Tokyo Confidential

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As we walked down one of the narrow side streets of the Times Square-ish entertainment district around the Shibuya train station, past swank rock clubs and 'love hotels,' we came upon an unlit, grimy, highly decorative stone-and-stucco facade that looked to be from the first third of the 20th century -- an anomaly in a city where buildings from the 1950s and 60s count as unusually old. We entered. And discovered one of the oddest, most wonderful little establishments in the developed world. Do you, like me, fantasize about time travel? Are you a fan of Eric Ambler or Alan Furst novels? Then this is your place.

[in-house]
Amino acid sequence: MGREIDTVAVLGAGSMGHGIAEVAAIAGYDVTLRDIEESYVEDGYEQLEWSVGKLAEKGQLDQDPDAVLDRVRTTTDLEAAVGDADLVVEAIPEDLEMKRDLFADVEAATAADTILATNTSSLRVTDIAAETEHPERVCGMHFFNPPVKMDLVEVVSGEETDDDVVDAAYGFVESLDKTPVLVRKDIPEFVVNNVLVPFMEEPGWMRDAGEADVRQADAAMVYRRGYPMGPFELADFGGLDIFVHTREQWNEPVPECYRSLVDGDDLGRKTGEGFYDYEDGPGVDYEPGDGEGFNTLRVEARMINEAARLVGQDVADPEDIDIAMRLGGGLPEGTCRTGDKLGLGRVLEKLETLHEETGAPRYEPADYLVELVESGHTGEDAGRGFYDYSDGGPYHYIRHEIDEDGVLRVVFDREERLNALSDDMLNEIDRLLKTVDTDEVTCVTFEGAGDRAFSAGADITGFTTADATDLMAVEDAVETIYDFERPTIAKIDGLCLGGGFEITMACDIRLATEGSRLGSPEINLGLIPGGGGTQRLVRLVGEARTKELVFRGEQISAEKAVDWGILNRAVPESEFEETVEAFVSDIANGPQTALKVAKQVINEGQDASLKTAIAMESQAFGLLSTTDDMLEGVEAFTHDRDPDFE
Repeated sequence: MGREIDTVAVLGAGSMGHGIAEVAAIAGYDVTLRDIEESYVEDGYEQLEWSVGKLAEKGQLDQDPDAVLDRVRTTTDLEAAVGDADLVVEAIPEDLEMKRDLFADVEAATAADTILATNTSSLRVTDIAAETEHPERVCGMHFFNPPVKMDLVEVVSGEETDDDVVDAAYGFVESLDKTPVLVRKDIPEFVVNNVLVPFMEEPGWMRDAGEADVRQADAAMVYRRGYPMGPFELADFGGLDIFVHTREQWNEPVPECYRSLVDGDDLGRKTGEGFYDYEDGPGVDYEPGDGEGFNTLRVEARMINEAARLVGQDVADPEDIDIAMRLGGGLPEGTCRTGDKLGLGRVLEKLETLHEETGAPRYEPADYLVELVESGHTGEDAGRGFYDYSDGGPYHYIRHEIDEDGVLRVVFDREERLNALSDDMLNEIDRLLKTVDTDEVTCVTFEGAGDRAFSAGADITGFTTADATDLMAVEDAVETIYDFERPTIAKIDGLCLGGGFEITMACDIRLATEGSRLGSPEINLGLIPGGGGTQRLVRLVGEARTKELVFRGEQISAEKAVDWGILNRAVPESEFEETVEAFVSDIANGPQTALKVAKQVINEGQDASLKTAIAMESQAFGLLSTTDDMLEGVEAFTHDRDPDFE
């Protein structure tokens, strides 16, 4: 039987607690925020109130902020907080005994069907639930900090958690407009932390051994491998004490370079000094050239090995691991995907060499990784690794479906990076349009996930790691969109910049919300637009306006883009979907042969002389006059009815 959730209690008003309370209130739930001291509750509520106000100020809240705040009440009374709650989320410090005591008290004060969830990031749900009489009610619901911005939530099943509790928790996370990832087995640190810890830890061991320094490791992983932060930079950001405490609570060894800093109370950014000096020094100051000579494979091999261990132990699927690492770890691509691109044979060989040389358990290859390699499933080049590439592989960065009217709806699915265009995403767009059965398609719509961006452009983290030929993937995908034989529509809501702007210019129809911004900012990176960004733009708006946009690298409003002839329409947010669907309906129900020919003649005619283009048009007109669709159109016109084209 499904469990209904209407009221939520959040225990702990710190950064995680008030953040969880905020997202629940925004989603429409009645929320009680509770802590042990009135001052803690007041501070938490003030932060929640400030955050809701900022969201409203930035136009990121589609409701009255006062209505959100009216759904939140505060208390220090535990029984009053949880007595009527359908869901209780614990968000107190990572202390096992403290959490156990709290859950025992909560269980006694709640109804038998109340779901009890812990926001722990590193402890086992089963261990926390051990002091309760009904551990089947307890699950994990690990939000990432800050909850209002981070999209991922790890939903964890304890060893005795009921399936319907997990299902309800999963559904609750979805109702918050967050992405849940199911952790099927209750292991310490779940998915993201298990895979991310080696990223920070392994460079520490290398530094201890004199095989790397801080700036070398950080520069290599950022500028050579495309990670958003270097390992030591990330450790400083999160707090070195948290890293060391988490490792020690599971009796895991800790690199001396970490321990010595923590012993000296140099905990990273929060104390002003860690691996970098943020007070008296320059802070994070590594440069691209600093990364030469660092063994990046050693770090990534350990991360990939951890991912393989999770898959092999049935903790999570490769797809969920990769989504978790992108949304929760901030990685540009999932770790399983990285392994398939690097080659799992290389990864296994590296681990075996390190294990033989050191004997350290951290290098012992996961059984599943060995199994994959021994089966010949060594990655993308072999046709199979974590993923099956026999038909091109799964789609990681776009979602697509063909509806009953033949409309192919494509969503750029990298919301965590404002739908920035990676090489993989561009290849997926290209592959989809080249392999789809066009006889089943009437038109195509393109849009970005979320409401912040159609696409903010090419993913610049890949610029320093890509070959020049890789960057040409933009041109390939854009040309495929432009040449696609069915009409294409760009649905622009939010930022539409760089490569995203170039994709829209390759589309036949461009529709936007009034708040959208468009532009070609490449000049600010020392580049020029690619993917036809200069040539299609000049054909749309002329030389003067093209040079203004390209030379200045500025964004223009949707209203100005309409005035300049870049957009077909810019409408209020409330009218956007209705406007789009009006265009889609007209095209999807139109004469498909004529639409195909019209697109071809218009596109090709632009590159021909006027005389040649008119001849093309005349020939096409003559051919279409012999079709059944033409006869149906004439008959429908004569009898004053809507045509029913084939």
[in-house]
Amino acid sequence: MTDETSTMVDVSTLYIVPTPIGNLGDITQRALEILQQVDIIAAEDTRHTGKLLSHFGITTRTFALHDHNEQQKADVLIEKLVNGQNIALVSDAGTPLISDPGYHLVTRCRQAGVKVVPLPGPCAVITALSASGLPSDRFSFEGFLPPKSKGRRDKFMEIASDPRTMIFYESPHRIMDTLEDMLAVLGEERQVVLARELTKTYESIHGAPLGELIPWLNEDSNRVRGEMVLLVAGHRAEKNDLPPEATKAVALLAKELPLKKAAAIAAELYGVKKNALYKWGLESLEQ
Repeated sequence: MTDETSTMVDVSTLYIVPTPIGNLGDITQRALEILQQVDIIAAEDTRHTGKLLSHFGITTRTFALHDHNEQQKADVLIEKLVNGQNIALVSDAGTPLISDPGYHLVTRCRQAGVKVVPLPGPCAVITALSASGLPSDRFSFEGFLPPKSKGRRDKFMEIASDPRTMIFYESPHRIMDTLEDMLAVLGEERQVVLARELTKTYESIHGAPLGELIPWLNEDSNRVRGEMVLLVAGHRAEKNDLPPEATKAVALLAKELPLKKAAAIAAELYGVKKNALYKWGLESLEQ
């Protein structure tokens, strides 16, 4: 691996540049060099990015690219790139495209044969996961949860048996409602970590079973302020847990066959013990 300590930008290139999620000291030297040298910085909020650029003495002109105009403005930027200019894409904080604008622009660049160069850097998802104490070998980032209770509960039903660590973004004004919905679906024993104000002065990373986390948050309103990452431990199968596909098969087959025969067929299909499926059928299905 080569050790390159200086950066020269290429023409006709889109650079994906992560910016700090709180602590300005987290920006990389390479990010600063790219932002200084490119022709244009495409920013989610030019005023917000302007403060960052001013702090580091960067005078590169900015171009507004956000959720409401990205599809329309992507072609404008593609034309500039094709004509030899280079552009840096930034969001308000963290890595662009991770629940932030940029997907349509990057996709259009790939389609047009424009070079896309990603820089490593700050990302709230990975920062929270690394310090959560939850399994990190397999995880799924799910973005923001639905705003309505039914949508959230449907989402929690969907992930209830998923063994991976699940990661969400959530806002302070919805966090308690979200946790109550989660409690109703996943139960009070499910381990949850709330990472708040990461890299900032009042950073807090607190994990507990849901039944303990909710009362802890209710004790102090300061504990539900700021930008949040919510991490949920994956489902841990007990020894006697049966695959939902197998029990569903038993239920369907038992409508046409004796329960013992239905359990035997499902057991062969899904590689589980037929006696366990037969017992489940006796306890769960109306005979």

It's called The Lion, an 82-year-old lounge devoted not just to classical music but, in effect, to reproducing a particular highly atmospheric time and place -- Europhilic Japanese cafe society of the interwar years, tatty old-school gentility with just a touch of noir.

massive-wooden-speakersThe wood is dark. The lights are dim. The tobacco fog is thick. The menu consists mainly of coffee and tea. The chairs are red velvet, each with its own white linen antimacassar. And nearly all the seats are turned to face loudspeakers contained in elaborate wooden cabinetry, over which Shostakovich is playing -- Shostakovich from an audibly vinyl recording punctuated by heartbreaking pops and hiss. Although Lion's two floors could easily seat 100 people, the arrival of the four of us at 5:30 yesterday increased the patron count by a third. People read, people write, one man sleeps, but no one (except the loud Americans from New York) speaks.

- Kurt Andersen